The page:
Lady in Red by Diane Eugster
Lady in Red by Diane Eugster

Location, Location, Location

This is part of several blog posts that share my experience over the years with finding, setting up and taking photos of people for my paintings. In this post I’m going to talk about the places I like to use to take these photos.

note; It would be nice to have live models to paint from, but most of the time it’s just not realistic. The cost of hiring someone for 4 or 5 days is cost prohibitive, and down right boring to many people. A good balance for me is to attend a life drawing session regularly. A good one here in Las Vegas is at the Summerlin Art Group. What I learn from life drawing can be infuse into the photo images.

1. Parks

Outdoors has always been a favorite of mine. And parks tops my outdoor list. Spring Mountain State Park is 30 minutes from Las Vegas, with trails, trees and historic buildings, it’s a great pick.

Painting at Spring Mountain Ranch by Diane Eugster
My Painting from a photo at Spring Mountain Park

Many home developers have common area parks with stone bridges, water features etc. If there isn’t a gate, why not use the scenery in your own photos?

Local parks are another great choice. Sometimes this is a good alternative if your model doesn’t know you very well and would feel more comfortable meeting at a public place for your photo shoot.

2. Home

There’s no place like home – in the next few days, walk around inside your home with an eye for painting scenarios. Think small, it only takes a corner of a room with the light streaming in to make some drama. Your couch looking a little tired?, throw a quilt on it for a different painterly effect? It might be surprising the special areas in your home that would lend themselves to scenes.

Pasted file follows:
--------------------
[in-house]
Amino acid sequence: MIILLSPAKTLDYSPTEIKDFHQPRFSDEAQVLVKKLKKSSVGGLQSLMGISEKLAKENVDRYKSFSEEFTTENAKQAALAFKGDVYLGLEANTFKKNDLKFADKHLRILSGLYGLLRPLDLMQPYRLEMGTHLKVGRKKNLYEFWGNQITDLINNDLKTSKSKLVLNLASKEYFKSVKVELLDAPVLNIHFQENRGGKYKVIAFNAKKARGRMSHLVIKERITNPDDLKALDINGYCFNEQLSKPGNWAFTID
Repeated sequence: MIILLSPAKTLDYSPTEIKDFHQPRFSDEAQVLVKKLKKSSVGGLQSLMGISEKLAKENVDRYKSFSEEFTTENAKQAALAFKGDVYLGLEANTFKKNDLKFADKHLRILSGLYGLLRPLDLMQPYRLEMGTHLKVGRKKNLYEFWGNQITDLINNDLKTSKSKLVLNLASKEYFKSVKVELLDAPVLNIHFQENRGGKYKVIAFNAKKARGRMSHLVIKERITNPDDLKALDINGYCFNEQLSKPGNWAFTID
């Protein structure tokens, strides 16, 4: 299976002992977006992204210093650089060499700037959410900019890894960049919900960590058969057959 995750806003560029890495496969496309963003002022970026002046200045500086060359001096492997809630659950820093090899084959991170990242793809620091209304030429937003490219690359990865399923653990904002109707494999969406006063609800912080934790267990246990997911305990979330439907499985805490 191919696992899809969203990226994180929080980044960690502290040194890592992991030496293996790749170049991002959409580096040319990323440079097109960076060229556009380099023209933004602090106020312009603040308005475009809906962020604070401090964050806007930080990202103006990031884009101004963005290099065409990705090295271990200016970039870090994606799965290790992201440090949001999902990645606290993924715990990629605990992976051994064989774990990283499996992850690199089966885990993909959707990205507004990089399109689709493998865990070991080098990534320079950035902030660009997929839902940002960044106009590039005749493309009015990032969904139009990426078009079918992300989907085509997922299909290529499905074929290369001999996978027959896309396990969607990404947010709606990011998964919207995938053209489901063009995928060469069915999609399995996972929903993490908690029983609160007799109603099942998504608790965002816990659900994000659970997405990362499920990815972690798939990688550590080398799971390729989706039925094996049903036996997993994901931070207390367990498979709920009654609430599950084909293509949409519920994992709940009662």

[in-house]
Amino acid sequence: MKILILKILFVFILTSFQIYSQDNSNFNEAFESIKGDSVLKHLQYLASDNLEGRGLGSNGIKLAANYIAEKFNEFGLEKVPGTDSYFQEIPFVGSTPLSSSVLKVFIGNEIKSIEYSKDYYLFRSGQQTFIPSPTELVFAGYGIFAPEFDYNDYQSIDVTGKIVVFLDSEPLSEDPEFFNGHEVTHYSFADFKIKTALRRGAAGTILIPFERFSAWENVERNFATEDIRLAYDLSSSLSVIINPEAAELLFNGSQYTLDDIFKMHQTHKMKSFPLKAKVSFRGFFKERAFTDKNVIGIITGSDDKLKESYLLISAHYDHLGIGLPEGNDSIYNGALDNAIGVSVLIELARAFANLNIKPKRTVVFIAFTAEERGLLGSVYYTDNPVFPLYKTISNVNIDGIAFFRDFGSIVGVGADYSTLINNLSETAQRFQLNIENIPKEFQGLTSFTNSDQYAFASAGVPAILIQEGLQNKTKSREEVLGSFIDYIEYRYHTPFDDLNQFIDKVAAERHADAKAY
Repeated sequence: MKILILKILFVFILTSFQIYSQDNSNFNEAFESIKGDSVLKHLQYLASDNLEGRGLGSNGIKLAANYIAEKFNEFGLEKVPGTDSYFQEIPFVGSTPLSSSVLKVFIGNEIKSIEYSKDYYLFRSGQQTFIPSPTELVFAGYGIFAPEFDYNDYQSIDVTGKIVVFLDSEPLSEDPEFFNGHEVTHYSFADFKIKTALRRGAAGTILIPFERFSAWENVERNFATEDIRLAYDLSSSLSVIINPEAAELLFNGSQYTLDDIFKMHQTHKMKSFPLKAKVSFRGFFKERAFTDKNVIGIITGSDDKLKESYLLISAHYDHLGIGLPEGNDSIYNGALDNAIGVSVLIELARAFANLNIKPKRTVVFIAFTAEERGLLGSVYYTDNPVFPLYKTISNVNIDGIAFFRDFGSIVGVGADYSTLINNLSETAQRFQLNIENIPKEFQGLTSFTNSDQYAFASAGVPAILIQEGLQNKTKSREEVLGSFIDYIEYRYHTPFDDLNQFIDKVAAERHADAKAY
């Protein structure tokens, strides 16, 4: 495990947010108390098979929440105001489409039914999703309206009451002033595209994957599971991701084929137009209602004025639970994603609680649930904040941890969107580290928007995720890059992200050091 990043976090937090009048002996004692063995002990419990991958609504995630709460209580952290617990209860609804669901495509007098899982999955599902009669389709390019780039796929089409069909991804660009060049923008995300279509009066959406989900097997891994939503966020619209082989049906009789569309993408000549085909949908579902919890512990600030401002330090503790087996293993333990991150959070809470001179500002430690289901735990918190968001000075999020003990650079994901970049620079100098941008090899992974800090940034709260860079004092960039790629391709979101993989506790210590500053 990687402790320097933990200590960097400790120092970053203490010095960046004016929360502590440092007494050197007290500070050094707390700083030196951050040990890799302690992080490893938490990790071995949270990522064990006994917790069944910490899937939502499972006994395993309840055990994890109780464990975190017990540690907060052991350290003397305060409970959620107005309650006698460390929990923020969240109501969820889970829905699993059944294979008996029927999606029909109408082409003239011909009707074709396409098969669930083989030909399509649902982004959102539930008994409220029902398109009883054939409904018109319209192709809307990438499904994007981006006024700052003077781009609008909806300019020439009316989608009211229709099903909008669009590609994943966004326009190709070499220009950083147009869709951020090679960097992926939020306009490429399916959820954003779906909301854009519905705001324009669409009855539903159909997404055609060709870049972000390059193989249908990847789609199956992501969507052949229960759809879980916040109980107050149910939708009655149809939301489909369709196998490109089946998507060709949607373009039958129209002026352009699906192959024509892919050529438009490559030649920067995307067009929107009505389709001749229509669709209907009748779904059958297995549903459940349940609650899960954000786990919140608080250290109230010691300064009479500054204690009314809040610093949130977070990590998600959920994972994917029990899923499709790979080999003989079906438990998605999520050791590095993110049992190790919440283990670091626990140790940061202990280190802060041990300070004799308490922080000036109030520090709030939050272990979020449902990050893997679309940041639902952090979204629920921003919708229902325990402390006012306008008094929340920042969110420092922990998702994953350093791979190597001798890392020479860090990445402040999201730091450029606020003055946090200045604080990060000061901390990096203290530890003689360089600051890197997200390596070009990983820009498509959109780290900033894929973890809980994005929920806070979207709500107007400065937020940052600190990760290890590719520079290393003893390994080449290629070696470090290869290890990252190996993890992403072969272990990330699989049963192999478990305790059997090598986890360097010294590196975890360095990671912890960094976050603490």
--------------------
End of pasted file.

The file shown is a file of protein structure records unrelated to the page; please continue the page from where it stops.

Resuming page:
3. Your Backyard

We have desert landscaping, with some vines growing on the stucco walls. The photo below looks like a garden, but it’s just staged in a small pocket of greenery

My photo
My photo
Painting in my backyard by Diane Eugster
My Painting

3. Borrow a Backyard

That’s right you might have a friend or relative with a green thumb, they would probably be flattered that you wanted to use their yard in one of your paintings.

photo for  painting
My Mother-in-laws Garden

4. Your Model’s Home

The great thing about this is, being in their own home, your model is more likely to be relaxed, a relaxed model is a good model. You may discover things there that you never dreamed of putting in a painting before. The Model below had some fabulous tapestries in her home –

photo by Diane Eugster
The photo in front of one of her tapestries

My next post we’ll talk about how I get myself and the model ready for a shoot-